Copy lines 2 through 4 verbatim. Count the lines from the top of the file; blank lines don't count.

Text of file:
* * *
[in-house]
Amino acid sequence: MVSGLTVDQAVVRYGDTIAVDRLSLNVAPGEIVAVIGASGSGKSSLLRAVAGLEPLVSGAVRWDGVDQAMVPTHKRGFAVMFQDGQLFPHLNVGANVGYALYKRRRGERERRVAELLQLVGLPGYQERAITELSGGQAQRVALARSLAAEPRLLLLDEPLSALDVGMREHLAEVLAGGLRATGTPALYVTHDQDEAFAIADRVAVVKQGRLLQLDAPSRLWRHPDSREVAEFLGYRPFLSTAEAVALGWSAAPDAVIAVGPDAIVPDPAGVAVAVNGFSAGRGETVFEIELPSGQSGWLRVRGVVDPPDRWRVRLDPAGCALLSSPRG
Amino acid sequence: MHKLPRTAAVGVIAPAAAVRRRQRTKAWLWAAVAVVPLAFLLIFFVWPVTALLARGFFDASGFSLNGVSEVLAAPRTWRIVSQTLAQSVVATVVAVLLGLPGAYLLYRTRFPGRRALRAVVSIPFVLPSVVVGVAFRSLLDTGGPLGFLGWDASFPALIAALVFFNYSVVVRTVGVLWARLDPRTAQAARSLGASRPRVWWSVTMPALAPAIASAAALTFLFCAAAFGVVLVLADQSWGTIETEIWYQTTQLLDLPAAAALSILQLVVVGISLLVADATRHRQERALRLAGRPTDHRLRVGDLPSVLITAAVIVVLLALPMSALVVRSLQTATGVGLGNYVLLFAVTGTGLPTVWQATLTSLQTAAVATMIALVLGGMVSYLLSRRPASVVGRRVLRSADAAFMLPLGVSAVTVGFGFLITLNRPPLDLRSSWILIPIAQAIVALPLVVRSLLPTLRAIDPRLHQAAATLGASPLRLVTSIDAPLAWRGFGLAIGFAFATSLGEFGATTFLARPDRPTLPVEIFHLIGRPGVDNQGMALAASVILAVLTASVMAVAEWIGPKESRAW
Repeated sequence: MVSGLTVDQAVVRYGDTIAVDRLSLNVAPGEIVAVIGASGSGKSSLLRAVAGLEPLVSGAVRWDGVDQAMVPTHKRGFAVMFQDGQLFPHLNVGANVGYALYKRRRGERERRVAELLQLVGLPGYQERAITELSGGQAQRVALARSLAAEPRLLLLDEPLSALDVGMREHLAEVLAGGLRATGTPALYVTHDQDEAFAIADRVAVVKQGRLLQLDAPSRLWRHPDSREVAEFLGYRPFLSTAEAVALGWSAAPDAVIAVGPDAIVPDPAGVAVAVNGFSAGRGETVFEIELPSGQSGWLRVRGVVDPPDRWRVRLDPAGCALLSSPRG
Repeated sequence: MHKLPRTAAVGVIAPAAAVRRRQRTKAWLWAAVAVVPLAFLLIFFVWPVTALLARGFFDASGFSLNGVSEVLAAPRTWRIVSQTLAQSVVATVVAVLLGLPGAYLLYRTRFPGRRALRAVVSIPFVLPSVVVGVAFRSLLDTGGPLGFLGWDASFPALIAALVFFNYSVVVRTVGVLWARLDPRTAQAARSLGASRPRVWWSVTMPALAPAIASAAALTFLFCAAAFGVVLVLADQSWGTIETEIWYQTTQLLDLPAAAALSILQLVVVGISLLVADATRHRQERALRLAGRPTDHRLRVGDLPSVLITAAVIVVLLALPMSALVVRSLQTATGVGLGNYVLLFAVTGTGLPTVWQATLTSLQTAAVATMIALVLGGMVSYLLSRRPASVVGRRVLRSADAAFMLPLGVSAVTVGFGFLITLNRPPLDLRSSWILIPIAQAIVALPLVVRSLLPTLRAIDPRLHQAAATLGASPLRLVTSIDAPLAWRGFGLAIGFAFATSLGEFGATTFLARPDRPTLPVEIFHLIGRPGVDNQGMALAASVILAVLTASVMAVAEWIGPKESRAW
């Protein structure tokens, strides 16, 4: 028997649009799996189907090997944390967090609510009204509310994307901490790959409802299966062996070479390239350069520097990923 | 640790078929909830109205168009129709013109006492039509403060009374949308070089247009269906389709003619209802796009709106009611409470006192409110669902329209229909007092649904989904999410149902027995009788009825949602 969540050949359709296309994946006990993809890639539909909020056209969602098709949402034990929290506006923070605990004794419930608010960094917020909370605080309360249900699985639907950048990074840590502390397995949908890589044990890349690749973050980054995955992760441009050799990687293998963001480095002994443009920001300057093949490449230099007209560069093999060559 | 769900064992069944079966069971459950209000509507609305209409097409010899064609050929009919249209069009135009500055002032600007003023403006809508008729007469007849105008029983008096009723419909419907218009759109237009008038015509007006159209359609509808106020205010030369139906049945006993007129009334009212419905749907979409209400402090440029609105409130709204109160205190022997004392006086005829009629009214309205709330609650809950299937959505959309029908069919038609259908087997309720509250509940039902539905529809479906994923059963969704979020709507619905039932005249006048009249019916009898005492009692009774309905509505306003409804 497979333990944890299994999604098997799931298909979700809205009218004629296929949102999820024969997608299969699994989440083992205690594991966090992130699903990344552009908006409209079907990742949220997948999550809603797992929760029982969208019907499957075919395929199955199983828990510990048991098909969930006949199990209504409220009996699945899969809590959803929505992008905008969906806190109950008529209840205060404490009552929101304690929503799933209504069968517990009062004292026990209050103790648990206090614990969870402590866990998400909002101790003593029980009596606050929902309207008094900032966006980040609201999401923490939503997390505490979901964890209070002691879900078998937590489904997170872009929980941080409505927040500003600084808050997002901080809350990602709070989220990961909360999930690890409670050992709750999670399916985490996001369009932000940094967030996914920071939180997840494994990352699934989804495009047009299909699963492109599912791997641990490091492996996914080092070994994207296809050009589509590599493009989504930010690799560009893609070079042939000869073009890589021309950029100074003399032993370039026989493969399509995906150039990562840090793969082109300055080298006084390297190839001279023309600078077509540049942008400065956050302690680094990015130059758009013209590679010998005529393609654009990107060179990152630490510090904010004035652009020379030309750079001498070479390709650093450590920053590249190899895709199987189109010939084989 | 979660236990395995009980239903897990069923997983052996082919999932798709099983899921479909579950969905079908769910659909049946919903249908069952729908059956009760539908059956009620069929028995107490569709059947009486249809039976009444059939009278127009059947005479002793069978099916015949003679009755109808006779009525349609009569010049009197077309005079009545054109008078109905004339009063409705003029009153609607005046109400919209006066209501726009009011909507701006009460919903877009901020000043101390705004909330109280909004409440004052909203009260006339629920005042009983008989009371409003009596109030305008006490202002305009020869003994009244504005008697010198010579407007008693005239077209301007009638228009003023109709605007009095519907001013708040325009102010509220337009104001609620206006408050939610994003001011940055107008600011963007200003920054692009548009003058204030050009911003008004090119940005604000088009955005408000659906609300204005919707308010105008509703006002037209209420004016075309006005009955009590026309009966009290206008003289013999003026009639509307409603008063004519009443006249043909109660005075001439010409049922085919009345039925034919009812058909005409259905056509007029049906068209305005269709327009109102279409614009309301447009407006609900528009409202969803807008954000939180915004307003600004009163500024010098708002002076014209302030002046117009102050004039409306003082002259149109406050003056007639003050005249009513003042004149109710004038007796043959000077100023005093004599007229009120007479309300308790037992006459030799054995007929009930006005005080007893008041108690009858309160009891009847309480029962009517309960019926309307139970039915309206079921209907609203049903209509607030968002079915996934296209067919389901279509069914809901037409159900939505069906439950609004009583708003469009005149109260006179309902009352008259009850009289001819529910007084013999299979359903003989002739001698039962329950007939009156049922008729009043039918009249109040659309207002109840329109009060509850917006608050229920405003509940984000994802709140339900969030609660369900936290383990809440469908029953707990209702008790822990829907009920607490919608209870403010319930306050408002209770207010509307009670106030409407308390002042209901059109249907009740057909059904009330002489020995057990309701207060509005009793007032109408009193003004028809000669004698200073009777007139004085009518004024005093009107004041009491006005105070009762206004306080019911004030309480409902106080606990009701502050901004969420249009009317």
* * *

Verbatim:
Amino acid sequence: MVSGLTVDQAVVRYGDTIAVDRLSLNVAPGEIVAVIGASGSGKSSLLRAVAGLEPLVSGAVRWDGVDQAMVPTHKRGFAVMFQDGQLFPHLNVGANVGYALYKRRRGERERRVAELLQLVGLPGYQERAITELSGGQAQRVALARSLAAEPRLLLLDEPLSALDVGMREHLAEVLAGGLRATGTPALYVTHDQDEAFAIADRVAVVKQGRLLQLDAPSRLWRHPDSREVAEFLGYRPFLSTAEAVALGWSAAPDAVIAVGPDAIVPDPAGVAVAVNGFSAGRGETVFEIELPSGQSGWLRVRGVVDPPDRWRVRLDPAGCALLSSPRG
Amino acid sequence: MHKLPRTAAVGVIAPAAAVRRRQRTKAWLWAAVAVVPLAFLLIFFVWPVTALLARGFFDASGFSLNGVSEVLAAPRTWRIVSQTLAQSVVATVVAVLLGLPGAYLLYRTRFPGRRALRAVVSIPFVLPSVVVGVAFRSLLDTGGPLGFLGWDASFPALIAALVFFNYSVVVRTVGVLWARLDPRTAQAARSLGASRPRVWWSVTMPALAPAIASAAALTFLFCAAAFGVVLVLADQSWGTIETEIWYQTTQLLDLPAAAALSILQLVVVGISLLVADATRHRQERALRLAGRPTDHRLRVGDLPSVLITAAVIVVLLALPMSALVVRSLQTATGVGLGNYVLLFAVTGTGLPTVWQATLTSLQTAAVATMIALVLGGMVSYLLSRRPASVVGRRVLRSADAAFMLPLGVSAVTVGFGFLITLNRPPLDLRSSWILIPIAQAIVALPLVVRSLLPTLRAIDPRLHQAAATLGASPLRLVTSIDAPLAWRGFGLAIGFAFATSLGEFGATTFLARPDRPTLPVEIFHLIGRPGVDNQGMALAASVILAVLTASVMAVAEWIGPKESRAW
Repeated sequence: MVSGLTVDQAVVRYGDTIAVDRLSLNVAPGEIVAVIGASGSGKSSLLRAVAGLEPLVSGAVRWDGVDQAMVPTHKRGFAVMFQDGQLFPHLNVGANVGYALYKRRRGERERRVAELLQLVGLPGYQERAITELSGGQAQRVALARSLAAEPRLLLLDEPLSALDVGMREHLAEVLAGGLRATGTPALYVTHDQDEAFAIADRVAVVKQGRLLQLDAPSRLWRHPDSREVAEFLGYRPFLSTAEAVALGWSAAPDAVIAVGPDAIVPDPAGVAVAVNGFSAGRGETVFEIELPSGQSGWLRVRGVVDPPDRWRVRLDPAGCALLSSPRG